In Monster Lunch we dine with Frankenstein, attend a burgoo and a birthday party, meet a grumpy garden dude and slurp hot zoop. Each poem is followed by an interview with the main character or fascinating facts about food. This collection of yummy, yucky, messy and hot rhyming stories is bursting with rhythmical fun.
In Rhyme Stones, we go spelunking, we meet a witch who can't stay on her broomstick, a schoolyard bully, and we see how a simple piece of cloth can become anything we want it to be. Each long poem is followed by an exclusive interview with the main character, and each short poem has a "trailer" of cool facts about the theme.
Patterned on the popular carol, The Twelve Days of Summer takes readers on a joyous journey into summer, from the first discovery of three eggs in a sparrow's nest to the day when those eggs hatch. Readers will pore over the pictures, searching for that fifth bumblebee, that tenth crow, and for the thoughtfully chosen toy that turns up on each page: a parachute with the goatsbeard seeds, a fan with the ruffed grouse. This is a story to delight and engage children and adults alike.
It's a rainy day. Wellington is down in the dumps and can't resist the smell of his master's freshly made meatloaf. While his master snoozes, Welly devours every last bite. After he hides the empty pan, he eats the contents of the garbage can too. Honey, a sneaky kitty and Wellington's archenemy, threatens to tell on him. Welly's tummy begins to churn and out comes everything he has gobbled down. What a mess! But in this lively, rhyming picturebook, things have a way of turning out better than expected for Welly, and just this once he escapes being blamed for the missing meatloaf.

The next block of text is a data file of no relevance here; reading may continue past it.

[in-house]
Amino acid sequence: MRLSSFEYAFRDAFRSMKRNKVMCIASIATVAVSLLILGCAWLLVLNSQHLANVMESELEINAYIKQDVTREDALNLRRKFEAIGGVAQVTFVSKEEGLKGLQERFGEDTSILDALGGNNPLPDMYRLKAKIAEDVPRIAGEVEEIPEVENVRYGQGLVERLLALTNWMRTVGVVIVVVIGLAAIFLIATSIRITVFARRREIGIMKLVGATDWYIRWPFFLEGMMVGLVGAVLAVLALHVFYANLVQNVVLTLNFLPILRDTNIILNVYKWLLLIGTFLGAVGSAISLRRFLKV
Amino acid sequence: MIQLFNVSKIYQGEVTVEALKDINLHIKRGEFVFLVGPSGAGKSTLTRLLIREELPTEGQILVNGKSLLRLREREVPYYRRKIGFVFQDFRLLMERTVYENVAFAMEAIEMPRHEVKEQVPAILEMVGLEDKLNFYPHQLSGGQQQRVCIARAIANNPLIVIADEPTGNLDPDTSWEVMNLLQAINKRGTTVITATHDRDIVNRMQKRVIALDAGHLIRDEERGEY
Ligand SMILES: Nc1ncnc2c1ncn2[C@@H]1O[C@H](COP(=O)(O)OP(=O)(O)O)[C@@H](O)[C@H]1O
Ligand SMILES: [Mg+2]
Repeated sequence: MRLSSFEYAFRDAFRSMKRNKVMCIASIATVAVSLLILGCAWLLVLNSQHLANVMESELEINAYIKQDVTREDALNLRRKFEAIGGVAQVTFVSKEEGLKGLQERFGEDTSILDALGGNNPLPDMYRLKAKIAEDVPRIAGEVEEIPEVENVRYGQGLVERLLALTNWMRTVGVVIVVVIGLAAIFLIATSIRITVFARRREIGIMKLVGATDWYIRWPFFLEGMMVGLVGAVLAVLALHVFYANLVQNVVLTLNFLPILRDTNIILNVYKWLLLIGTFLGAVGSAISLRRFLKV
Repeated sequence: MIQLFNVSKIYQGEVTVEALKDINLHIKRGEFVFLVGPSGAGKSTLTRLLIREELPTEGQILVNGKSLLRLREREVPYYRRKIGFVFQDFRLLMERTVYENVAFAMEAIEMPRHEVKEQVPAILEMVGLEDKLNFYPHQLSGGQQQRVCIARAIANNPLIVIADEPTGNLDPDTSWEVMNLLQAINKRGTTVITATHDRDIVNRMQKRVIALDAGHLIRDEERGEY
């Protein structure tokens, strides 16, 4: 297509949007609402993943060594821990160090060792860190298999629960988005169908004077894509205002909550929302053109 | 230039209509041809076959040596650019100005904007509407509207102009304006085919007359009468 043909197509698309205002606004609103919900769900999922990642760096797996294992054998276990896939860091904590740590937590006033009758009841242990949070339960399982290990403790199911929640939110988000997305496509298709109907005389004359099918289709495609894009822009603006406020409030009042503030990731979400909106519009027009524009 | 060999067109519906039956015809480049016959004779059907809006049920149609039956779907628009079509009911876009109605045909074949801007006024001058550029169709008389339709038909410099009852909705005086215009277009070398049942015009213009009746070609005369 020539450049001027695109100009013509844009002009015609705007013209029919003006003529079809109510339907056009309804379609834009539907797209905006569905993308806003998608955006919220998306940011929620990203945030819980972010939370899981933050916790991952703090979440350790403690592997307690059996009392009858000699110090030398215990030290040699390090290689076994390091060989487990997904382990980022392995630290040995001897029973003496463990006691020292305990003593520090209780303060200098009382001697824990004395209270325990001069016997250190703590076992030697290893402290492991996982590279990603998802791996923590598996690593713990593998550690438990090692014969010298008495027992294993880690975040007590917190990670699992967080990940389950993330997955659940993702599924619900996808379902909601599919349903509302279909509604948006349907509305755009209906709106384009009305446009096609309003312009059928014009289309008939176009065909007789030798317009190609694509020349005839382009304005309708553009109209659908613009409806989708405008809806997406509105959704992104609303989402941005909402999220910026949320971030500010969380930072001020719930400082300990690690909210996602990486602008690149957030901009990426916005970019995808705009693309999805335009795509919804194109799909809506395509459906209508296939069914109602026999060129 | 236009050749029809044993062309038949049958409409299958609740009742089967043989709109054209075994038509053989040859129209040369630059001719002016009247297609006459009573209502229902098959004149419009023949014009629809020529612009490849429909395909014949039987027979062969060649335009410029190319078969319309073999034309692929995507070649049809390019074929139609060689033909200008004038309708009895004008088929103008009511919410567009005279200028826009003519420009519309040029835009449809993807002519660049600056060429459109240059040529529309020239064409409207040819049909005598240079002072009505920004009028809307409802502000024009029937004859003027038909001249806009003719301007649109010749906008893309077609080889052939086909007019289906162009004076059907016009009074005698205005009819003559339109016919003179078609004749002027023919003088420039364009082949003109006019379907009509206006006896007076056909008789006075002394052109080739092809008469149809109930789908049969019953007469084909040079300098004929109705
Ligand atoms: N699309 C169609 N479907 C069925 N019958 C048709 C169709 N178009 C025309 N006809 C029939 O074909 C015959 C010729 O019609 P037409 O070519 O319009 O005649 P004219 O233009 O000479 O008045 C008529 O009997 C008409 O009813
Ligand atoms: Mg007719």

In poetry that winds and wends like a creek through a farmer's field, we journey through one lovely day in Buttercup's life. Whether she is ruminating on the mud beneath her feet or the moon and the stars in the blue-black sky, she draws us deep into her rich and wonderful world. Carolyn Beck spent her summers in fields and meadows. She spends as much time as she can at her cottage in the Muskokas. This is the second book she has worked on with her sister, Andrea. Carolyn lives in Toronto, Ontario. Andrea Beck, creator of the Elliot Moose series, loves animals. She had a beagle named Toby whose black spots reminded her of cow patches. She wishes all cows lived Buttercup's life. Andrea lives in Unionville, Ontario. She created this book using acrylic paint on watercolor paper.
A hardworking cat, an ingénue dog, and a collection of familiar and unfamiliar Mother Goose rhymes combine in this charming Valentine picture book. Our romantic leads meet, court, propose, and wed, then honeymoon to London to visit the Queen. Careful readers will notice the little mouse (sometimes obvious, sometimes hiding) in every illustration.
A cowboy poet who can't rope, whip, or ride? Who ever heard of that? Slim knows he could be a real cowboy if the ranch hands would just give him a chance. Action-filled drawings capture the excitement of a cattle run to Dodge City. This book is good for your brain because: Poetry, Problem Solving, Determination.
Told in the first person, the narrator describes the ocean as she experiences it through her five senses.
This lyrical picture book of 20 clever riddles challenges young readers to use their imagination to solve the word and picture puzzles.